THE TAKING OF THE BABY.

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SYSTEMATIC CONTROL BY A CO-ORDINATED TEAM IN RESPONSE TO THE B F A OR UB-ve WRITTEN ON THE FILE

These people had a deliberate plan to prevent the young woman ‘bonding’ to their baby. I know that this sentence sounds ridiculous and has been thought up by men, but these are nearly all women who are going to take the following three roles.
The delusional belief is that it is ‘easier’ for the woman if she doesn’t ‘bond’ to the baby. Much of this twaddle came out of research about ungulate animals and their calves. Research into primates was contradicting these notions. But there were many other rationalisations to mitigate their consciences.

Underneath it all, The Federal Act of 1965 to protect the mothers and babies from financial exploitation gave to religious organisations the responsibility to control most of it. Nobody was policing it.

The opportunity to halt the social changes developing in new directions after the Second World War was dropped in their lap. Most were not even going to read The Act, They knew what was best for society.

Hidden even from the sufferers the chlamydia epidemic had started in the sixties. Effective contraception was available. There were new cultural influences particularly lyrics and major musicals. The sixties has been dubbed a time of sexual revolution. It added to the pressure to adopt from those who could not have their own children because of salpingitis.

The three roles of the team were:

THE CONTROLLER AT THE MOTHERS HEAD
THE ACCOUCHER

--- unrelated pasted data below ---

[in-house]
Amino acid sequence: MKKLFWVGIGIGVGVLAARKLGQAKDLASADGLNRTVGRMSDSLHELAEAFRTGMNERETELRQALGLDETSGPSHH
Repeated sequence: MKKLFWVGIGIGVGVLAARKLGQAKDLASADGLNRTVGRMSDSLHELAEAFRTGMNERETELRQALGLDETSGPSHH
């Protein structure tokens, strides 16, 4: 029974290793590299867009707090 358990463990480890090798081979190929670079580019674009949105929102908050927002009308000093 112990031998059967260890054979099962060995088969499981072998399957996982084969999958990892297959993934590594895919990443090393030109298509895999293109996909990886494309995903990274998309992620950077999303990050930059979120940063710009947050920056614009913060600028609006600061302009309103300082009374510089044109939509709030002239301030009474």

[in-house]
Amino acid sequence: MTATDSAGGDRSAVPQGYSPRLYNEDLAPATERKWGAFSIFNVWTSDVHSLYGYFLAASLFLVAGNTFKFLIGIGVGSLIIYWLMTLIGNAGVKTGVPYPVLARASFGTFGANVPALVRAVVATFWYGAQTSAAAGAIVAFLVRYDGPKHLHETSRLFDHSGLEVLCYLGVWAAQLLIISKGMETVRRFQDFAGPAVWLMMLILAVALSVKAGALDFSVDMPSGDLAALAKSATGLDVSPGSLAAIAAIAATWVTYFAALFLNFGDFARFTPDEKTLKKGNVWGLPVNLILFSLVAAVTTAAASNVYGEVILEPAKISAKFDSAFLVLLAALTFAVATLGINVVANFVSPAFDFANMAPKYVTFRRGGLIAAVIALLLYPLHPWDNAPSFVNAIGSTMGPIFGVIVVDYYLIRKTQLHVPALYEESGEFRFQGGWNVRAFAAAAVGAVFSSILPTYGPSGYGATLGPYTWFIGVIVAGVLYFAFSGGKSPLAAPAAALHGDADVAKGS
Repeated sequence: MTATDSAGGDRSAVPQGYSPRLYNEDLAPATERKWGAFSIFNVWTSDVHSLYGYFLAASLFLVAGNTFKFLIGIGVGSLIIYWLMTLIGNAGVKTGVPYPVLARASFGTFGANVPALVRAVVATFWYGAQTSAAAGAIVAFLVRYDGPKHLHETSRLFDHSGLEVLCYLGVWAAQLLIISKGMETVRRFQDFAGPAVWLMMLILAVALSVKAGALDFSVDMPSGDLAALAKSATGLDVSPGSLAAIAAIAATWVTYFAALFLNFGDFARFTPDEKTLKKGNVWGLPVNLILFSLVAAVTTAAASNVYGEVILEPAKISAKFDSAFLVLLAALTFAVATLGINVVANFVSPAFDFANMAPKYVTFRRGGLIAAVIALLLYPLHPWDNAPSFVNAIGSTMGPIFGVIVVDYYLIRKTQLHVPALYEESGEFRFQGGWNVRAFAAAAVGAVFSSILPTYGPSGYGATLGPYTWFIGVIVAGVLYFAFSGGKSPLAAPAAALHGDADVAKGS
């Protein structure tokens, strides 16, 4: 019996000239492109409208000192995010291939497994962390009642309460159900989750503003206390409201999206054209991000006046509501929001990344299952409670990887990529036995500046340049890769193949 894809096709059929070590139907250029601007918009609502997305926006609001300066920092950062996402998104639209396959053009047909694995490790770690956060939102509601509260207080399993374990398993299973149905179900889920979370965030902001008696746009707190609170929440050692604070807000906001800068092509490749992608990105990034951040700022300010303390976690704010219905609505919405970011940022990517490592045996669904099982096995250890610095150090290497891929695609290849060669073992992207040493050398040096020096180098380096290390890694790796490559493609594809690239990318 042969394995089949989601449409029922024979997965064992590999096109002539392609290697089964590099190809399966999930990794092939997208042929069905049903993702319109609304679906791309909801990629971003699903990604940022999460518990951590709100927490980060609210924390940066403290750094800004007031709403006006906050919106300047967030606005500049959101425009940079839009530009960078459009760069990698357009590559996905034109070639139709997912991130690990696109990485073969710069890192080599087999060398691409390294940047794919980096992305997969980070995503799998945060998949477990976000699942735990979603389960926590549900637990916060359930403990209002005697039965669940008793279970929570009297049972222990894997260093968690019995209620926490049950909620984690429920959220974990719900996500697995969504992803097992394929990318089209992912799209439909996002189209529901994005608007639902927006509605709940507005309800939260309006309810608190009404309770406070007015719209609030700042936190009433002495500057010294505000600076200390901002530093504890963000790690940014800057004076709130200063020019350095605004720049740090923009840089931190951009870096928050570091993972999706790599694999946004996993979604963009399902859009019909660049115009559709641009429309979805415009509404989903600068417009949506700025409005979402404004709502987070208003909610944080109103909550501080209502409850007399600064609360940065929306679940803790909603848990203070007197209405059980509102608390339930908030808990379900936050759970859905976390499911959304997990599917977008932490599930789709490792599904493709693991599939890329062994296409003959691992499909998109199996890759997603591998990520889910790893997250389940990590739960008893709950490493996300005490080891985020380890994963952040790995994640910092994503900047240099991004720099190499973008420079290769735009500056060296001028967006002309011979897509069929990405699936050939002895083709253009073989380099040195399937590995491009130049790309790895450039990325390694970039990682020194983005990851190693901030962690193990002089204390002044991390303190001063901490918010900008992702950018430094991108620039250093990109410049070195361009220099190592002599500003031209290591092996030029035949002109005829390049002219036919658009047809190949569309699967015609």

THE ‘WICKET KEEPER’

The accoucher properly gowned and gloved is delivering the baby. Instead of lifting the baby to the mother and sometimes resting the baby on the mother’s tummy with the cord still attached allowing blood from the placenta to return to the baby, she immediately puts two clamps on the cord and cuts it, then passes the baby with the clamp and cord to the ‘wicket keeper’ who wraps the baby as she turns and walks out of the room with him. The baby may or may not have cried before this takes place.

While this is all being done, ‘the controller’ is speaking firmly to the mother, keeping her lying down, obstructing her vision, and ready for the mother who will jump up to see her baby and in this crisis behave unpredictably.
This latter part of the baby taking would happen in rapid succession.

In those days, use of ergometrine sometimes left the placenta retained. Delivery of the placenta, even when properly separated, would usually done by pushing the contracted uterus downward and backwoods to push the placenta from the vagina. This is often totally unexpected and unexplained to a first mother in these circumstances. Sometimes the placenta would have to be removed manually under a general anaesthetic

 

Dr Geoff Rickarby Consultant Psychiatrist
November 2014